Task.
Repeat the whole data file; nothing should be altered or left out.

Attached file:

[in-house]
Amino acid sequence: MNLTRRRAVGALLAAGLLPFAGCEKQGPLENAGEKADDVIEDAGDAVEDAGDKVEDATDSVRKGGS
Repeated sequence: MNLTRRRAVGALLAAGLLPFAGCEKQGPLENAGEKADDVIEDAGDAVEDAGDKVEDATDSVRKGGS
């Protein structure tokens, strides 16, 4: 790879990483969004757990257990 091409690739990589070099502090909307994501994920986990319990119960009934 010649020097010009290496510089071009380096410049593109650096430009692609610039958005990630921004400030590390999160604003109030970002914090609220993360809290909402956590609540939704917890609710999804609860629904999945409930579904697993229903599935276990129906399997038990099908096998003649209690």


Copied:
[in-house]
Amino acid sequence: MNLTRRRAVGALLAAGLLPFAGCEKQGPLENAGEKADDVIEDAGDAVEDAGDKVEDATDSVRKGGS
Repeated sequence: MNLTRRRAVGALLAAGLLPFAGCEKQGPLENAGEKADDVIEDAGDAVEDAGDKVEDATDSVRKGGS
């Protein structure tokens, strides 16, 4: 790879990483969004757990257990 091409690739990589070099502090909307994501994920986990319990119960009934 010649020097010009290496510089071009380096410049593109650096430009692609610039958005990630921004400030590390999160604003109030970002914090609220993360809290909402956590609540939704917890609710999804609860629904999945409930579904697993229903599935276990129906399997038990099908096998003649209690």